A Decade of Feminist
Influence on Psychotherapy
ANNETTE M. BRODSKY
In 1963, as the first female clinical psychology intern in the U.S. Army, I was assigned a forty-year-old woman client who refused to accept me as her therapist because I was younger than she, and a woman. She was convinced that she was assigned to the lowly female intern because her husband was only a sergeant. Her parting words as we aborted our tenuous relationship were something like "I'm a difficult case, honey. It's not your fault. I hope someday you'll be another Joyce Brothers."
On the other hand, recently a woman client peeked into my office after leaving our initial session and commented, "You know, I'm glad you're a woman. I don't think I could be as honest with a man. I would be worrying too much about whether or not he approved of me."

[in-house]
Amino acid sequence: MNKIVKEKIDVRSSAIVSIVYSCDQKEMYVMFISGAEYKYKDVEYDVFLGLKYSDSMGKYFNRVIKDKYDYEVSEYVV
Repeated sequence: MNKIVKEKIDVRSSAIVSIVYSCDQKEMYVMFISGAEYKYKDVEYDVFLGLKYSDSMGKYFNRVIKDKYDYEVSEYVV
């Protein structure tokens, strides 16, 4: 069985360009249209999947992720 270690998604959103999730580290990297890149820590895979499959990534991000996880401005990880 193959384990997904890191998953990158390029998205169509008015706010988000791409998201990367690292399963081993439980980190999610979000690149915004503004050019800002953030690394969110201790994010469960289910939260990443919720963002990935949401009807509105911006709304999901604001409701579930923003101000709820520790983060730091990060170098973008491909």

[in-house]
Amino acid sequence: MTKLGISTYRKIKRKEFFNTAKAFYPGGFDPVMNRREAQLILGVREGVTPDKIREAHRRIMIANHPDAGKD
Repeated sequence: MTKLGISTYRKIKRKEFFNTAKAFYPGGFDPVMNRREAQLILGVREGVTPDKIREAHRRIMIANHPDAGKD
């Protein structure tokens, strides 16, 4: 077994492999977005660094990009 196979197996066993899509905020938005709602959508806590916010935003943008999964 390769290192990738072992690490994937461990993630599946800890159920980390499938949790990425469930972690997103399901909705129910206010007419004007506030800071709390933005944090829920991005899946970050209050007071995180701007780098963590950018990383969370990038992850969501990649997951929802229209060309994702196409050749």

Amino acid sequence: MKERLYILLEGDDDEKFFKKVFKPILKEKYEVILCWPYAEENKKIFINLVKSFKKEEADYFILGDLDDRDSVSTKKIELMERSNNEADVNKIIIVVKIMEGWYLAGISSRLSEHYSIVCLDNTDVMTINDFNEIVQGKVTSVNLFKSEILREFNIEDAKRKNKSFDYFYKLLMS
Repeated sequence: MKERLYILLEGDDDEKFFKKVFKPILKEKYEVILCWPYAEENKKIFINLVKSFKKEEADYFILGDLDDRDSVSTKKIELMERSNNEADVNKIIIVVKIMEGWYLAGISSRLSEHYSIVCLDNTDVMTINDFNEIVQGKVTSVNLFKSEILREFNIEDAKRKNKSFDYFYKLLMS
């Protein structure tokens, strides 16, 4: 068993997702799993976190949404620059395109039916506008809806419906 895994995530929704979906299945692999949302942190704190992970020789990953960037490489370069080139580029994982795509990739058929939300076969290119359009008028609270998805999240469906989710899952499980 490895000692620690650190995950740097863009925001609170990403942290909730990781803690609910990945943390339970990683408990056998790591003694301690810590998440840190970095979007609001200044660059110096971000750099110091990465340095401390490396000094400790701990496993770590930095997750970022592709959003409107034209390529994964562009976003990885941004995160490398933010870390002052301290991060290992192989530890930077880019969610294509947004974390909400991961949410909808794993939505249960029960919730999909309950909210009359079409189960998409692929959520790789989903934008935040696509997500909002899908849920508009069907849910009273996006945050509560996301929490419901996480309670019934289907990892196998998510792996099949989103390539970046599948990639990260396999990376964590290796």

These two comments reflect more than differences in personality, age, marital status, or some unknown variable. They reflect almost two decades of change in attitudes toward women in positions of authority. They also reflect a change in knowledge of women's roles in society. Individual women may not have made the personal changes that the women's movement has fostered, but they are aware of the potential for such changes and have a sense of where they fit in. Instead of seeing themselves as "difficult cases" that only a strong man can handle, they are more receptive to being independent of men and working with other women.